Montel Magazine 1 - 2020 - Page 15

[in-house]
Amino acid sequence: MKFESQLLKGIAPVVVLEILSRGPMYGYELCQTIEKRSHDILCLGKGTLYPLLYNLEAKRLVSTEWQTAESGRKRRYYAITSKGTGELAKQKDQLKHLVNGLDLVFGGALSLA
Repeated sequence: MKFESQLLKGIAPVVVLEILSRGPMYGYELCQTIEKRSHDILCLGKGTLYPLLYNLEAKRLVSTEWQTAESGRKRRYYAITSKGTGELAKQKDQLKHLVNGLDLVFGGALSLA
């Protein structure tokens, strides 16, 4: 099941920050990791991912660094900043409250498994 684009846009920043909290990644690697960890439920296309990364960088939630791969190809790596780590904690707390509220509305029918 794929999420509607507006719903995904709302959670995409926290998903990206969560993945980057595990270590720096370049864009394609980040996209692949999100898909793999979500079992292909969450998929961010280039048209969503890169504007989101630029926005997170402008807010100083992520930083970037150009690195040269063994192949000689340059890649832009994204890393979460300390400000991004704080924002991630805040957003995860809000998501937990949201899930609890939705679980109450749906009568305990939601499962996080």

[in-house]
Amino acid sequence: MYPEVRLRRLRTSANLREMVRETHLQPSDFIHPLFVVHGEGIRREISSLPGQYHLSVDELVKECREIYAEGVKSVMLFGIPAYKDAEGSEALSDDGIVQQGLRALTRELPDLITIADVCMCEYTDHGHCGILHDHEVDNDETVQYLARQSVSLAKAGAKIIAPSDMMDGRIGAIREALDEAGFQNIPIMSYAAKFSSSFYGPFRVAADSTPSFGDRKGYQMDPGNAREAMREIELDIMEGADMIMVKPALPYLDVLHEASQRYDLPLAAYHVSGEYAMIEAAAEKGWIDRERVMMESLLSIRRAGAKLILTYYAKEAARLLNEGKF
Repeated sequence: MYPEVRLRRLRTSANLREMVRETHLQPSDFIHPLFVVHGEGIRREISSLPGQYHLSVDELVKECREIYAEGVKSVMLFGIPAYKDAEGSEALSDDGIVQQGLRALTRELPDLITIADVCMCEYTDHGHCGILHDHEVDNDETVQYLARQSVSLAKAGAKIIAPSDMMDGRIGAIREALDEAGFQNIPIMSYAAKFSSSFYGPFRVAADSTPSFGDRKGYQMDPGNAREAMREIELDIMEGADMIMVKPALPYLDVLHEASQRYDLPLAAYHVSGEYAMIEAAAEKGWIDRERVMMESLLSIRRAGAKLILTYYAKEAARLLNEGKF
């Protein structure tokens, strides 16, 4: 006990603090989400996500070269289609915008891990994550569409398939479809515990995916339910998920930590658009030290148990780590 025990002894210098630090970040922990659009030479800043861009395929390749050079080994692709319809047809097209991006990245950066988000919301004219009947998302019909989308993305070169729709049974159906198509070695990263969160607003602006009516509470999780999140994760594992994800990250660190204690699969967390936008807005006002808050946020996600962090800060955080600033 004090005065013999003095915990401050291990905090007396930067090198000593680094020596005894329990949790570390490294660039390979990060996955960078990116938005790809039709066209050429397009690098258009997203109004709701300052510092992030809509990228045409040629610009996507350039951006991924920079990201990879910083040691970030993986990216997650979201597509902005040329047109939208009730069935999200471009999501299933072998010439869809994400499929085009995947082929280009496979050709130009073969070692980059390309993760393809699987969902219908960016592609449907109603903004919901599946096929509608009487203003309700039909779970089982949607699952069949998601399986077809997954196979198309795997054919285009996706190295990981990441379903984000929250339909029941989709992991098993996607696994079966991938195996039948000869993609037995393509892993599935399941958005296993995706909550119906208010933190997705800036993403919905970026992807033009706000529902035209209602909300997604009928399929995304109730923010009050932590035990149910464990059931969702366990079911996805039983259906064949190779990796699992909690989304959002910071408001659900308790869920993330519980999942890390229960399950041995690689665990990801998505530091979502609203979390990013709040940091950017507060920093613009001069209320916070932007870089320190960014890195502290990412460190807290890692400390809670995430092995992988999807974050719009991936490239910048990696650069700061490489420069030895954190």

German coal’s long sunset Germany has revealed its plan to phase out coal by 2038 but disappointment with the result suggests the struggle over when to close power plants may have only just begun. By Nathan Witkop » [email protected] The deal – when it finally came late on the third Wednesday of January – met with swift derision. Federal and state leaders announced their agreement the ensuing morning, almost a full year after a commission presented its hard-fought recommendations on how to wind down a fuel that has powered German industry for well over a century. The broad outline of the phaseout has been known for some time. Germany will end coal use by 2038 at the latest. It will shut down hard coal-fired power plants through auctions that find the cheapest units to close first. The owners of lignite plants, linked to sprawling open cast mines, will be paid out directly. What observers had been waiting to discover were the details: the schedule for lignite closures, the level of compensation and how Berlin would match its policy with Europe’s emissions trading scheme. Ignoring the impact on the EU’s main climate instrument could have substantially eroded the environmental benefits of Berlin’s policy. Germany has roughly 20 GW of hard coal and 18 GW of lignite-fired power plants, which together can meet almost half the country’s peak potential power demand. Lignite is the more carbon intensive of the fuels and so the timetable for closing these units is of great significance to climate goals. The so-called coal commission, which had brought together experts and affected parties in 2018 to hammer out a compromise proposal, had recommended a linear path of closures with at most 9 GW of lignite still online in 2030. The government was supposed to turn these recommendations into law, but always reserved the privilege to adapt them. Berlin will instead concentrate the bulk of closures toward the back end of three periods, though if all goes well, it could pull the exit date forward to 2035. According to the plan it will close almost 3 GW of lignite by 2022, another 6 GW by 2029 and the final 9 GW over the subsequent decade – leaving as much as 6 GW still online in the last year of shutdowns. “This obviously violates the spirit of the recommendations agreed upon by the commission,” says Christoph Maurer, head of Consentec, a Berlin-based consultancy that frequently advises government on ➤ Montel Magazine 1–2020 15